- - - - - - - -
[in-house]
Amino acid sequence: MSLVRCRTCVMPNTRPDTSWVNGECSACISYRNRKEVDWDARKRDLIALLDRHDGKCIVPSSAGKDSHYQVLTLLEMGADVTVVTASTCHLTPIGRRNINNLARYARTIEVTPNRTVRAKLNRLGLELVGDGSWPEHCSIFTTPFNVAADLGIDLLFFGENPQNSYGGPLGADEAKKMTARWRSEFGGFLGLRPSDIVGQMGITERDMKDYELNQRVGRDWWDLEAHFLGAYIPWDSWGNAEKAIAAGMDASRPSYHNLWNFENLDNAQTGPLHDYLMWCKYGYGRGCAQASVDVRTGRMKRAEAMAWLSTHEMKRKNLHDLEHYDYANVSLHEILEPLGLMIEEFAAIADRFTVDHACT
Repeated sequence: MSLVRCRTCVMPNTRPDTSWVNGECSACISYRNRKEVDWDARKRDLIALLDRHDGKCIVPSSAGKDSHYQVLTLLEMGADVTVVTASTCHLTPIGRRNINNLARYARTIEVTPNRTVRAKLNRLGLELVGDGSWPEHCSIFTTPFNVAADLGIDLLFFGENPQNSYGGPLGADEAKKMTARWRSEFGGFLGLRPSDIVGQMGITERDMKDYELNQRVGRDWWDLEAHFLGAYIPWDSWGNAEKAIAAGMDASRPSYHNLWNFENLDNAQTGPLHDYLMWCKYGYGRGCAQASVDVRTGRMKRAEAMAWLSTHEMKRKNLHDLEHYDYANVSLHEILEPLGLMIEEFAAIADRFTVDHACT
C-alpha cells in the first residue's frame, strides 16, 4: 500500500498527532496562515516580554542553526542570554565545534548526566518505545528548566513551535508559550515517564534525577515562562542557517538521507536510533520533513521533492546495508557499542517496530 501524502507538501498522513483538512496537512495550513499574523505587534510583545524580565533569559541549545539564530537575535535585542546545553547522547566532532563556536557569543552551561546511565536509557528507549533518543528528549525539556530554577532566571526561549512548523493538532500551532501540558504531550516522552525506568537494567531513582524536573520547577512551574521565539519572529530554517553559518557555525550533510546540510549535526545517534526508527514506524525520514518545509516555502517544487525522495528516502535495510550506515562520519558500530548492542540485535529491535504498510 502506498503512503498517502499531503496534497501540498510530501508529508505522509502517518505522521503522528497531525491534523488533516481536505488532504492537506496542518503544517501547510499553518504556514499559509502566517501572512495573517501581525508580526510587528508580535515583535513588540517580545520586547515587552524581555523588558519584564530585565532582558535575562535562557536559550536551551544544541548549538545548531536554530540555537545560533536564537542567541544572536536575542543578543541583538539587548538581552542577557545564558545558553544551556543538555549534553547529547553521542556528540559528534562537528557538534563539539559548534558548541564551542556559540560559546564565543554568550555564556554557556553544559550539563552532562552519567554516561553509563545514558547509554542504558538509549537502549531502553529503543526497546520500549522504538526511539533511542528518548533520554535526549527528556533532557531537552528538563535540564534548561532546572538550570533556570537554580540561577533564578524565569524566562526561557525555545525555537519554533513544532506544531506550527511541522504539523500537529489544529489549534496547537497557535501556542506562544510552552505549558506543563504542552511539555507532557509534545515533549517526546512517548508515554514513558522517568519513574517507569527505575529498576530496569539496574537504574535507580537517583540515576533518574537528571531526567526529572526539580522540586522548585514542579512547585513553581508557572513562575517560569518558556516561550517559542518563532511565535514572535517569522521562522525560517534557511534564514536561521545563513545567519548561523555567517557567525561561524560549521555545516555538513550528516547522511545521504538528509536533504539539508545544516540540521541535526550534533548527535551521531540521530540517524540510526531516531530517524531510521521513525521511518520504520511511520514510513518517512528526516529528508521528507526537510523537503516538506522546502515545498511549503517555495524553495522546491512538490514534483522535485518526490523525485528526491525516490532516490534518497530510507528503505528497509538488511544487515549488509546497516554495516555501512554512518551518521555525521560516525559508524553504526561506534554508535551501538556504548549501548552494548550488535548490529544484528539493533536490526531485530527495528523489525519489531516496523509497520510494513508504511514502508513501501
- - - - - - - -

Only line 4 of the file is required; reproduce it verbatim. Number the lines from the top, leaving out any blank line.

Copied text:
C-alpha cells in the first residue's frame, strides 16, 4: 500500500498527532496562515516580554542553526542570554565545534548526566518505545528548566513551535508559550515517564534525577515562562542557517538521507536510533520533513521533492546495508557499542517496530 501524502507538501498522513483538512496537512495550513499574523505587534510583545524580565533569559541549545539564530537575535535585542546545553547522547566532532563556536557569543552551561546511565536509557528507549533518543528528549525539556530554577532566571526561549512548523493538532500551532501540558504531550516522552525506568537494567531513582524536573520547577512551574521565539519572529530554517553559518557555525550533510546540510549535526545517534526508527514506524525520514518545509516555502517544487525522495528516502535495510550506515562520519558500530548492542540485535529491535504498510 502506498503512503498517502499531503496534497501540498510530501508529508505522509502517518505522521503522528497531525491534523488533516481536505488532504492537506496542518503544517501547510499553518504556514499559509502566517501572512495573517501581525508580526510587528508580535515583535513588540517580545520586547515587552524581555523588558519584564530585565532582558535575562535562557536559550536551551544544541548549538545548531536554530540555537545560533536564537542567541544572536536575542543578543541583538539587548538581552542577557545564558545558553544551556543538555549534553547529547553521542556528540559528534562537528557538534563539539559548534558548541564551542556559540560559546564565543554568550555564556554557556553544559550539563552532562552519567554516561553509563545514558547509554542504558538509549537502549531502553529503543526497546520500549522504538526511539533511542528518548533520554535526549527528556533532557531537552528538563535540564534548561532546572538550570533556570537554580540561577533564578524565569524566562526561557525555545525555537519554533513544532506544531506550527511541522504539523500537529489544529489549534496547537497557535501556542506562544510552552505549558506543563504542552511539555507532557509534545515533549517526546512517548508515554514513558522517568519513574517507569527505575529498576530496569539496574537504574535507580537517583540515576533518574537528571531526567526529572526539580522540586522548585514542579512547585513553581508557572513562575517560569518558556516561550517559542518563532511565535514572535517569522521562522525560517534557511534564514536561521545563513545567519548561523555567517557567525561561524560549521555545516555538513550528516547522511545521504538528509536533504539539508545544516540540521541535526550534533548527535551521531540521530540517524540510526531516531530517524531510521521513525521511518520504520511511520514510513518517512528526516529528508521528507526537510523537503516538506522546502515545498511549503517555495524553495522546491512538490514534483522535485518526490523525485528526491525516490532516490534518497530510507528503505528497509538488511544487515549488509546497516554495516555501512554512518551518521555525521560516525559508524553504526561506534554508535551501538556504548549501548552494548550488535548490529544484528539493533536490526531485530527495528523489525519489531516496523509497520510494513508504511514502508513501501